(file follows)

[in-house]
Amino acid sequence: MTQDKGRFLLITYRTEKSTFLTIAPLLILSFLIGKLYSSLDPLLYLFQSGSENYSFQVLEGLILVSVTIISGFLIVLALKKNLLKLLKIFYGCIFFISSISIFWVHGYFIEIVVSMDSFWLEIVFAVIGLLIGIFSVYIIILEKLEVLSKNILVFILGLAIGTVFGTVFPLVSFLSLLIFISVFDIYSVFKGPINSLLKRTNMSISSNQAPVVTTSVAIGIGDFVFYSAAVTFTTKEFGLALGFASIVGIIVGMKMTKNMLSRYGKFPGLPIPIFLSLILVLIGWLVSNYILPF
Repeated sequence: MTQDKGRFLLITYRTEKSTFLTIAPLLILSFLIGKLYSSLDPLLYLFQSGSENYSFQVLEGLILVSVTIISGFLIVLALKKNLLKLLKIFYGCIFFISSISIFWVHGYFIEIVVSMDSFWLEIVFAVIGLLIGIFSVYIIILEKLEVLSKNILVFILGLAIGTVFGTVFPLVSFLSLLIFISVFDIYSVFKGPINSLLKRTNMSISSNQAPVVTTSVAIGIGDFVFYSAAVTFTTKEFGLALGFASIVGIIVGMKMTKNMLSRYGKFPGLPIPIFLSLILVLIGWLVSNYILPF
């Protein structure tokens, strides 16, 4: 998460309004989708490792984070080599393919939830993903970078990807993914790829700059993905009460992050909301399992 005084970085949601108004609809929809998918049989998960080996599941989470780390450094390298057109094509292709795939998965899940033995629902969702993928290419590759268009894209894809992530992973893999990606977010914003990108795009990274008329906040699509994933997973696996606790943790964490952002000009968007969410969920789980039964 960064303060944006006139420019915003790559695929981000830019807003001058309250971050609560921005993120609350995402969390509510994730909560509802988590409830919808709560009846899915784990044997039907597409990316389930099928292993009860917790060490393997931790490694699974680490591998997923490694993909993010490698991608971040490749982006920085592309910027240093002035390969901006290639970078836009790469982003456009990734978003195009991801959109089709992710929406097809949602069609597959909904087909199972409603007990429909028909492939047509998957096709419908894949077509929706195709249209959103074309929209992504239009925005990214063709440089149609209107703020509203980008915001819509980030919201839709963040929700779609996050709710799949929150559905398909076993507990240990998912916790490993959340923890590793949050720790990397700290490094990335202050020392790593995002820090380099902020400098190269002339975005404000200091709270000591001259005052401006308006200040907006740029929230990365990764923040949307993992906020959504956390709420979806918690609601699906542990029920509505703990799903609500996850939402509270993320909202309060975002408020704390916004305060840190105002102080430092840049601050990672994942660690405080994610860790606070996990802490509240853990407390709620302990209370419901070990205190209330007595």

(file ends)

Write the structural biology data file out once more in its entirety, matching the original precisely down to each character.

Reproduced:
[in-house]
Amino acid sequence: MTQDKGRFLLITYRTEKSTFLTIAPLLILSFLIGKLYSSLDPLLYLFQSGSENYSFQVLEGLILVSVTIISGFLIVLALKKNLLKLLKIFYGCIFFISSISIFWVHGYFIEIVVSMDSFWLEIVFAVIGLLIGIFSVYIIILEKLEVLSKNILVFILGLAIGTVFGTVFPLVSFLSLLIFISVFDIYSVFKGPINSLLKRTNMSISSNQAPVVTTSVAIGIGDFVFYSAAVTFTTKEFGLALGFASIVGIIVGMKMTKNMLSRYGKFPGLPIPIFLSLILVLIGWLVSNYILPF
Repeated sequence: MTQDKGRFLLITYRTEKSTFLTIAPLLILSFLIGKLYSSLDPLLYLFQSGSENYSFQVLEGLILVSVTIISGFLIVLALKKNLLKLLKIFYGCIFFISSISIFWVHGYFIEIVVSMDSFWLEIVFAVIGLLIGIFSVYIIILEKLEVLSKNILVFILGLAIGTVFGTVFPLVSFLSLLIFISVFDIYSVFKGPINSLLKRTNMSISSNQAPVVTTSVAIGIGDFVFYSAAVTFTTKEFGLALGFASIVGIIVGMKMTKNMLSRYGKFPGLPIPIFLSLILVLIGWLVSNYILPF
């Protein structure tokens, strides 16, 4: 998460309004989708490792984070080599393919939830993903970078990807993914790829700059993905009460992050909301399992 005084970085949601108004609809929809998918049989998960080996599941989470780390450094390298057109094509292709795939998965899940033995629902969702993928290419590759268009894209894809992530992973893999990606977010914003990108795009990274008329906040699509994933997973696996606790943790964490952002000009968007969410969920789980039964 960064303060944006006139420019915003790559695929981000830019807003001058309250971050609560921005993120609350995402969390509510994730909560509802988590409830919808709560009846899915784990044997039907597409990316389930099928292993009860917790060490393997931790490694699974680490591998997923490694993909993010490698991608971040490749982006920085592309910027240093002035390969901006290639970078836009790469982003456009990734978003195009991801959109089709992710929406097809949602069609597959909904087909199972409603007990429909028909492939047509998957096709419908894949077509929706195709249209959103074309929209992504239009925005990214063709440089149609209107703020509203980008915001819509980030919201839709963040929700779609996050709710799949929150559905398909076993507990240990998912916790490993959340923890590793949050720790990397700290490094990335202050020392790593995002820090380099902020400098190269002339975005404000200091709270000591001259005052401006308006200040907006740029929230990365990764923040949307993992906020959504956390709420979806918690609601699906542990029920509505703990799903609500996850939402509270993320909202309060975002408020704390916004305060840190105002102080430092840049601050990672994942660690405080994610860790606070996990802490509240853990407390709620302990209370419901070990205190209330007595």